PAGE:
6

In Turkish, the glove compartment of a car is called "torpido gözü", the literal translation of which is "torpedo compartment".

None of the dictionaries I have access to has an etymology for the usage.

I scanned the words for glove compartment in quite a few languages and apparently the Romanian word is "torpedou". Romania and Turkey are not immediate neighbors and other neighboring countries don't seem to use this word. But I can't rule out local or slang words.

There seem to be quite a few car models in the past named "Torpedo" and there may be a connection but I couldn't come up with a specific explanation.

So...

Does anyone know the etymology for this usage or at least does anyone have a hypothesis?

If not, is there any other languages that use the word "torpedo" for glove compartment (slang or local words are welcome too)? Maybe it can shed some light on the issue.

  • This is off-topic because it's just about language usage rather than linguistics. – curiousdannii Aug 29 '14 at 6:10
  • 3
    Semantics and etymology are very respectable branches of linguistics. – fdb Aug 29 '14 at 10:13
  • Yes I guess. I'm still not too sure about when we do and don't want single word in single language questions. – curiousdannii Aug 29 '14 at 14:25
6

"Torpedo* in the meaning of dashboard / front panel in a car also exists in Ukrainian.

Briefly, the etymology seems to be quite complicated:

  • Latin torpedo — "electric ray";
  • 19th century — sea mine;
  • 1870's — self-propelled sea mine;
  • 1900's — cigar-shaped racing car;
  • Later, the meaning has changed towards "hood", and further to "dashboard/front panel".

1. OED has the following definition of torpedo:

1520s, "electric ray" (flat fish that produces an electric charge to stun prey or for defense), from Latin torpedo "electric ray," originally "numbness, sluggishness" (the fish so called from the effect of being jolted by the ray's electric discharges), from torpere "be numb" (see torpor).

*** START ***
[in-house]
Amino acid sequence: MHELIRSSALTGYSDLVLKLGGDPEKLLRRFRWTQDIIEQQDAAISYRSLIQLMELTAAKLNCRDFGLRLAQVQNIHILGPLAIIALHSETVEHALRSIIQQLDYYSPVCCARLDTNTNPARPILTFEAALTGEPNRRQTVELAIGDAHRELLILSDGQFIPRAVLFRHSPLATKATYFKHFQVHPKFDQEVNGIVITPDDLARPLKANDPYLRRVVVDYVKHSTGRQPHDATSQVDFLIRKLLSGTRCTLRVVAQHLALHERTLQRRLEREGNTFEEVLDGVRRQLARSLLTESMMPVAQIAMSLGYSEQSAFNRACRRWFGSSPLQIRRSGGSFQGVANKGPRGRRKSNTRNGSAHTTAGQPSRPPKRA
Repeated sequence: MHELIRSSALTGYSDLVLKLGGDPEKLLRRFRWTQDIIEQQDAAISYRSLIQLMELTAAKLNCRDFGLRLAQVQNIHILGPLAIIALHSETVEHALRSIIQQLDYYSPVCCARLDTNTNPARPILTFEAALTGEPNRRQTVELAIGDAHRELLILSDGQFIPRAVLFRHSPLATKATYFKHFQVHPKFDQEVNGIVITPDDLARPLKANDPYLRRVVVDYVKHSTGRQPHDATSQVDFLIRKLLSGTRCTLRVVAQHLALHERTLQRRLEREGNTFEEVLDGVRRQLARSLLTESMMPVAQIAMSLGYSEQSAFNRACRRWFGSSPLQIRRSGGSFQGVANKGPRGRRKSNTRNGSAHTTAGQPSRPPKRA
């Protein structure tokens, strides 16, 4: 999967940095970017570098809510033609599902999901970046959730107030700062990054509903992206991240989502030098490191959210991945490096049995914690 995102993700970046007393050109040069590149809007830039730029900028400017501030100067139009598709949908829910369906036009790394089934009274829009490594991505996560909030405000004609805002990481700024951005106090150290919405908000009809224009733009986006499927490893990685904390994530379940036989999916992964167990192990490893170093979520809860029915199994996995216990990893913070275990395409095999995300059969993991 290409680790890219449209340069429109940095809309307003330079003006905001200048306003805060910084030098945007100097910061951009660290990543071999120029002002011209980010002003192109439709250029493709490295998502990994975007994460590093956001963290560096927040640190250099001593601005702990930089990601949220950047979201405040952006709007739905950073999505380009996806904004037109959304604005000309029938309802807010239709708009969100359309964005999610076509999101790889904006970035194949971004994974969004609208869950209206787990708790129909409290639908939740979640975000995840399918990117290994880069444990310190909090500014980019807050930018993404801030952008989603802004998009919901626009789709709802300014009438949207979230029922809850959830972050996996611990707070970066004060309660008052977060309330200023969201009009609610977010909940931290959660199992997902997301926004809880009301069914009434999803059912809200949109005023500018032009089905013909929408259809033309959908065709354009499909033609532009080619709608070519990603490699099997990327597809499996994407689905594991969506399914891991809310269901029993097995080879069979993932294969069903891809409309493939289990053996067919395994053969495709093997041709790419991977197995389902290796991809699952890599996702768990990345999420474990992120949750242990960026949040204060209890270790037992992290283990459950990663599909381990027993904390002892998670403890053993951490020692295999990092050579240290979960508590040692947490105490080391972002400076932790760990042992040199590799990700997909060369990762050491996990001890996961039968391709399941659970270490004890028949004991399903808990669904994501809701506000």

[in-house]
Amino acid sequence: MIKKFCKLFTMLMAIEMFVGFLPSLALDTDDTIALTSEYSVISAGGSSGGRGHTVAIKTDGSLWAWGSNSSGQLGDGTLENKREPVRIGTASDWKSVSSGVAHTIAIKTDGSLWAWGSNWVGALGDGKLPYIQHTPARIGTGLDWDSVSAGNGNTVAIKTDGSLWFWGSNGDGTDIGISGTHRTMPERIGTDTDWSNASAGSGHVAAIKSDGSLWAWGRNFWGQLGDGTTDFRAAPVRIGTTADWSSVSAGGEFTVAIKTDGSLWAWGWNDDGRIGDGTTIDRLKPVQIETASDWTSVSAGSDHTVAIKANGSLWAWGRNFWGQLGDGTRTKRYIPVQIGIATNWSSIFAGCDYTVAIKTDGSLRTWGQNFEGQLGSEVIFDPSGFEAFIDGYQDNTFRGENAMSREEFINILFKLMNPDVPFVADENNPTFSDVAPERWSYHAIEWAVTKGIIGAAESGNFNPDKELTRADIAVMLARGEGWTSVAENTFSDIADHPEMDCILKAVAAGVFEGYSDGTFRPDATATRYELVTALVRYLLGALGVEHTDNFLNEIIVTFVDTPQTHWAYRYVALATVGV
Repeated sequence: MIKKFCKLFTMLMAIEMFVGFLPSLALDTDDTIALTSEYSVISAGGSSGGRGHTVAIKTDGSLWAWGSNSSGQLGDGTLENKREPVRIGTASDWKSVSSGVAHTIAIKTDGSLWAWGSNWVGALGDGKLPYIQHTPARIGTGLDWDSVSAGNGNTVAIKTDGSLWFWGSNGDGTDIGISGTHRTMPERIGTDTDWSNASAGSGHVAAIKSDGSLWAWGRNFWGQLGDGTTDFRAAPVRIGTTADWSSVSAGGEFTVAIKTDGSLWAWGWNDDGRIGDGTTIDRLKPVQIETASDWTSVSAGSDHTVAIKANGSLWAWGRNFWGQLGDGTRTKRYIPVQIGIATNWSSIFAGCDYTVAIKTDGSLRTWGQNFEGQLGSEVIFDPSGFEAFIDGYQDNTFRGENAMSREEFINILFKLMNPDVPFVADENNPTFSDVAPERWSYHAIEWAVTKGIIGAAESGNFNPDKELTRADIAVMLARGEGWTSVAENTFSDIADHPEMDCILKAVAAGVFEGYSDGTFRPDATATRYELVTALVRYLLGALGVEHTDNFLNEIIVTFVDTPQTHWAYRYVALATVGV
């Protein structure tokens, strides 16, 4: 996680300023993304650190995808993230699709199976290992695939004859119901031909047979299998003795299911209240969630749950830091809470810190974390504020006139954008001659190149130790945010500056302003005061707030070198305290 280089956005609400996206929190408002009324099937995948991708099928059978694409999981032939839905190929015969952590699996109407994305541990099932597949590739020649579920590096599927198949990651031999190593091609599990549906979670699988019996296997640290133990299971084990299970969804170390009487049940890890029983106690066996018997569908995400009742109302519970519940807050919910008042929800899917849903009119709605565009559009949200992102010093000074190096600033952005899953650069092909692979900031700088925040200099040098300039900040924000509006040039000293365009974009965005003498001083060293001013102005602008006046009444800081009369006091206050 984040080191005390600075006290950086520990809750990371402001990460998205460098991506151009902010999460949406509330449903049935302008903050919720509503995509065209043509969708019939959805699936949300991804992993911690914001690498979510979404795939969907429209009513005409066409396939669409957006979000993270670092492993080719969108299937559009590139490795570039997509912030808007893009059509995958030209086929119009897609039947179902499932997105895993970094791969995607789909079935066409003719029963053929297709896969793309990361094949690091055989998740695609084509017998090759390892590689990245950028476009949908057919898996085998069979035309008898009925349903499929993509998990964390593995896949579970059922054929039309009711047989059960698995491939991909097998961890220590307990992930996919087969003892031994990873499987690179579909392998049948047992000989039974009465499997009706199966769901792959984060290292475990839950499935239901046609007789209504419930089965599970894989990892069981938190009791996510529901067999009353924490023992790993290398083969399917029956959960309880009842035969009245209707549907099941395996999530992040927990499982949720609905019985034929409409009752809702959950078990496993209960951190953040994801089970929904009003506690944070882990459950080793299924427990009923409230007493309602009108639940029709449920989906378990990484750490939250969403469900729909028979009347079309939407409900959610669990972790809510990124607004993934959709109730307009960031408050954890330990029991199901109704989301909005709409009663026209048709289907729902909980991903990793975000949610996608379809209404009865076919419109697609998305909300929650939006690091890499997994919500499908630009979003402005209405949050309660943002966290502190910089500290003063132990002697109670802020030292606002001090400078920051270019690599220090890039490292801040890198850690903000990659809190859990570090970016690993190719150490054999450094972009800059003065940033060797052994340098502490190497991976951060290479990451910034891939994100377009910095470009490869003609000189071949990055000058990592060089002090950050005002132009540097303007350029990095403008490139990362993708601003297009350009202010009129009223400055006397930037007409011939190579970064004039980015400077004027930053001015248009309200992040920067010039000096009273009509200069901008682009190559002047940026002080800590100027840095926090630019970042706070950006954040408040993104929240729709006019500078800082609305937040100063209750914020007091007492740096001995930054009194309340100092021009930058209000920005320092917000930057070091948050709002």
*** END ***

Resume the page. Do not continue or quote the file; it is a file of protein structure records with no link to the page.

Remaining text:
2. When sea mines have been invented, they received name of torpedo because of their ability to strike anything that touches it. The same OED says:

The sense of "explosive device used to blow up enemy ships" is first recorded 1776, as a floating mine; the self-propelled version is from c.1900.

3. Subsequently, this term moved towards self-propelled sea mines that have been invented in 1870's.

4. Before 20th century, cars looked rather like horse carts. With the progress of automobile technology and car racing, the designers equipped their cars with cigar-shaped bodies.

Old racing car Image courtesy of oboi.ws

This article illustrates usage of the term (note, a proper name yet):

Nov 16, 1901: Riker Torpedo Racer sets the world speed record for electric cars.
On November 16, 1901, a spare, low-slung car called the "Torpedo Racer"—basically a square platform on bicycle wheels—breaks the world speed record for electric cars in Coney Island, New York.

Note that the front panel of the depicted car makes a line with the hood.

5. Subsequently, when the wheels became covered inside the body, the front part of the car did not look like a torpedo anymore, so the term has changed its meaning, and now we know it as a synonym of "dashboard".

  • "The term has changed its meaning". In Turkish and Romanian only? – fdb Aug 28 '14 at 22:14
  • @fdb Not only. At least, Ukrainian and Russian use this word in the same meaning of "car dashboard" – bytebuster Aug 28 '14 at 22:41
  • That makes it more interesting. – fdb Aug 28 '14 at 23:05
  • Does it perhaps suggest that it was the box for putting your cigars in? – curiousdannii Aug 29 '14 at 14:26

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